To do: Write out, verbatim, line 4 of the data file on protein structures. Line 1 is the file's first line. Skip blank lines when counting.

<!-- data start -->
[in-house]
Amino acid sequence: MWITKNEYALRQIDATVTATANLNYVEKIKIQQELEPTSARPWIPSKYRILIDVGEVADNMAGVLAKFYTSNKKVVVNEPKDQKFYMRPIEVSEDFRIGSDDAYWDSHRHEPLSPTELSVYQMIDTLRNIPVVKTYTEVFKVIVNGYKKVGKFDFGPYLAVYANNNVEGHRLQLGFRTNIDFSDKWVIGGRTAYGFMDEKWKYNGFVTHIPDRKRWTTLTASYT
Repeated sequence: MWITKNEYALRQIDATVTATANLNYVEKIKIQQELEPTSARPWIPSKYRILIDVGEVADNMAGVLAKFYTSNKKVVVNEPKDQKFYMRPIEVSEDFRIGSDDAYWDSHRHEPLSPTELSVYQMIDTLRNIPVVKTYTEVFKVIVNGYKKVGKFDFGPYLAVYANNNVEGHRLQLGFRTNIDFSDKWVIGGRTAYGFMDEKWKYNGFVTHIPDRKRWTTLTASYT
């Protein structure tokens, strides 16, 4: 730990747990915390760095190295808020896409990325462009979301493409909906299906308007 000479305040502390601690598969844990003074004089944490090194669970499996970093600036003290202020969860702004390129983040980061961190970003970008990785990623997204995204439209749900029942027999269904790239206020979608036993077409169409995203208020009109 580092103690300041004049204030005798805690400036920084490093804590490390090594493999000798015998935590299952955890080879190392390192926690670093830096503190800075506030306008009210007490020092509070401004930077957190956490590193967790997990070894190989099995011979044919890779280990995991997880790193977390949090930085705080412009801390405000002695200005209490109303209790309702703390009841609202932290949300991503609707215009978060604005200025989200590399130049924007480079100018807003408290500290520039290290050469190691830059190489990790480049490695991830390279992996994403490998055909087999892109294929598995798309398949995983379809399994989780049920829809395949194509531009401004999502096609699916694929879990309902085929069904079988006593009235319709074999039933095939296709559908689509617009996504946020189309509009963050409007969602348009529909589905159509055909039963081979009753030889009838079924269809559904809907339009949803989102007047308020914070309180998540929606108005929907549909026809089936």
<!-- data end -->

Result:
């Protein structure tokens, strides 16, 4: 730990747990915390760095190295808020896409990325462009979301493409909906299906308007 000479305040502390601690598969844990003074004089944490090194669970499996970093600036003290202020969860702004390129983040980061961190970003970008990785990623997204995204439209749900029942027999269904790239206020979608036993077409169409995203208020009109 580092103690300041004049204030005798805690400036920084490093804590490390090594493999000798015998935590299952955890080879190392390192926690670093830096503190800075506030306008009210007490020092509070401004930077957190956490590193967790997990070894190989099995011979044919890779280990995991997880790193977390949090930085705080412009801390405000002695200005209490109303209790309702703390009841609202932290949300991503609707215009978060604005200025989200590399130049924007480079100018807003408290500290520039290290050469190691830059190489990790480049490695991830390279992996994403490998055909087999892109294929598995798309398949995983379809399994989780049920829809395949194509531009401004999502096609699916694929879990309902085929069904079988006593009235319709074999039933095939296709559908689509617009996504946020189309509009963050409007969602348009529909589905159509055909039963081979009753030889009838079924269809559904809907339009949803989102007047308020914070309180998540929606108005929907549909026809089936």